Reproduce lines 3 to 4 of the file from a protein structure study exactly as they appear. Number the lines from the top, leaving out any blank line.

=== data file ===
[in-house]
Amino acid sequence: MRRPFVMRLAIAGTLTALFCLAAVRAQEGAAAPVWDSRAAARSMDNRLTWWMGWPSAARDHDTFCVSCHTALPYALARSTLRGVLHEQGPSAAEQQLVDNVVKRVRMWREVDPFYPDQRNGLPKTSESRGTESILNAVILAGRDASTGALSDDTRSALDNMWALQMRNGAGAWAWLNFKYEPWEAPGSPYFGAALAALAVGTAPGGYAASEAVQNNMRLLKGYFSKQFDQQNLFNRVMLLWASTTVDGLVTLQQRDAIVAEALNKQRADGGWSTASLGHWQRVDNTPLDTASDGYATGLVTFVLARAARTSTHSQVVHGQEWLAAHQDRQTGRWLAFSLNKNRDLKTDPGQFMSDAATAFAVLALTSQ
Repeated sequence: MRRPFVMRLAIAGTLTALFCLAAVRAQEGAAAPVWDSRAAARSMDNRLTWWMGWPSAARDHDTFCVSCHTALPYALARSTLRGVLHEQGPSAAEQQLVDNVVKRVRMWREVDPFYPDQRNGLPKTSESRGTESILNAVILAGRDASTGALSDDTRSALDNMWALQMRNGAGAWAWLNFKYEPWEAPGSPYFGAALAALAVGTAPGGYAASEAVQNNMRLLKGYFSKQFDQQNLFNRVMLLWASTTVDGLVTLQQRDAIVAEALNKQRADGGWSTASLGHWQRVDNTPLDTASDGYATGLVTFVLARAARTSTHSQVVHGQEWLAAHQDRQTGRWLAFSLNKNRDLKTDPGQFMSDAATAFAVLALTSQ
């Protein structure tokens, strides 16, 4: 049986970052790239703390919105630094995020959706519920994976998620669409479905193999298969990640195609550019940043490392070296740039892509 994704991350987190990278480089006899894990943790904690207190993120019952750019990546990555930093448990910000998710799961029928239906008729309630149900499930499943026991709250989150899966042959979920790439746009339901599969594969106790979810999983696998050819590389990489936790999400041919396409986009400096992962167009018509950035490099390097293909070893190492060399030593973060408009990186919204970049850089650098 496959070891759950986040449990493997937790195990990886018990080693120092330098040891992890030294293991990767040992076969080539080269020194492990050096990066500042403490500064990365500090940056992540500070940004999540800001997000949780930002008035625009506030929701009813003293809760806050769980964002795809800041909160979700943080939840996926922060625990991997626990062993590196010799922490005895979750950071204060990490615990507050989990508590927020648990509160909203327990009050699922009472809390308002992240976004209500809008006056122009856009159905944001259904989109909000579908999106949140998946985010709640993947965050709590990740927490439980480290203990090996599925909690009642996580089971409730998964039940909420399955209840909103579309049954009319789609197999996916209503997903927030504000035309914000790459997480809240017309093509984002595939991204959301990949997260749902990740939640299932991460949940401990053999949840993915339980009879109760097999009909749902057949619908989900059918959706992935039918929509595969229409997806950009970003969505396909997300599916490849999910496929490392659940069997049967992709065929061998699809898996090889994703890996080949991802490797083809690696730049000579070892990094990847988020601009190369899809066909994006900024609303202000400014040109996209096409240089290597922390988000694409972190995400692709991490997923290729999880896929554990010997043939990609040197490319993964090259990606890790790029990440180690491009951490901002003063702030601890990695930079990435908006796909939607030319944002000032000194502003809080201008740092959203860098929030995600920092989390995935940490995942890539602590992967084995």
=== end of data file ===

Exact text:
Repeated sequence: MRRPFVMRLAIAGTLTALFCLAAVRAQEGAAAPVWDSRAAARSMDNRLTWWMGWPSAARDHDTFCVSCHTALPYALARSTLRGVLHEQGPSAAEQQLVDNVVKRVRMWREVDPFYPDQRNGLPKTSESRGTESILNAVILAGRDASTGALSDDTRSALDNMWALQMRNGAGAWAWLNFKYEPWEAPGSPYFGAALAALAVGTAPGGYAASEAVQNNMRLLKGYFSKQFDQQNLFNRVMLLWASTTVDGLVTLQQRDAIVAEALNKQRADGGWSTASLGHWQRVDNTPLDTASDGYATGLVTFVLARAARTSTHSQVVHGQEWLAAHQDRQTGRWLAFSLNKNRDLKTDPGQFMSDAATAFAVLALTSQ
């Protein structure tokens, strides 16, 4: 049986970052790239703390919105630094995020959706519920994976998620669409479905193999298969990640195609550019940043490392070296740039892509 994704991350987190990278480089006899894990943790904690207190993120019952750019990546990555930093448990910000998710799961029928239906008729309630149900499930499943026991709250989150899966042959979920790439746009339901599969594969106790979810999983696998050819590389990489936790999400041919396409986009400096992962167009018509950035490099390097293909070893190492060399030593973060408009990186919204970049850089650098 496959070891759950986040449990493997937790195990990886018990080693120092330098040891992890030294293991990767040992076969080539080269020194492990050096990066500042403490500064990365500090940056992540500070940004999540800001997000949780930002008035625009506030929701009813003293809760806050769980964002795809800041909160979700943080939840996926922060625990991997626990062993590196010799922490005895979750950071204060990490615990507050989990508590927020648990509160909203327990009050699922009472809390308002992240976004209500809008006056122009856009159905944001259904989109909000579908999106949140998946985010709640993947965050709590990740927490439980480290203990090996599925909690009642996580089971409730998964039940909420399955209840909103579309049954009319789609197999996916209503997903927030504000035309914000790459997480809240017309093509984002595939991204959301990949997260749902990740939640299932991460949940401990053999949840993915339980009879109760097999009909749902057949619908989900059918959706992935039918929509595969229409997806950009970003969505396909997300599916490849999910496929490392659940069997049967992709065929061998699809898996090889994703890996080949991802490797083809690696730049000579070892990094990847988020601009190369899809066909994006900024609303202000400014040109996209096409240089290597922390988000694409972190995400692709991490997923290729999880896929554990010997043939990609040197490319993964090259990606890790790029990440180690491009951490901002003063702030601890990695930079990435908006796909939607030319944002000032000194502003809080201008740092959203860098929030995600920092989390995935940490995942890539602590992967084995």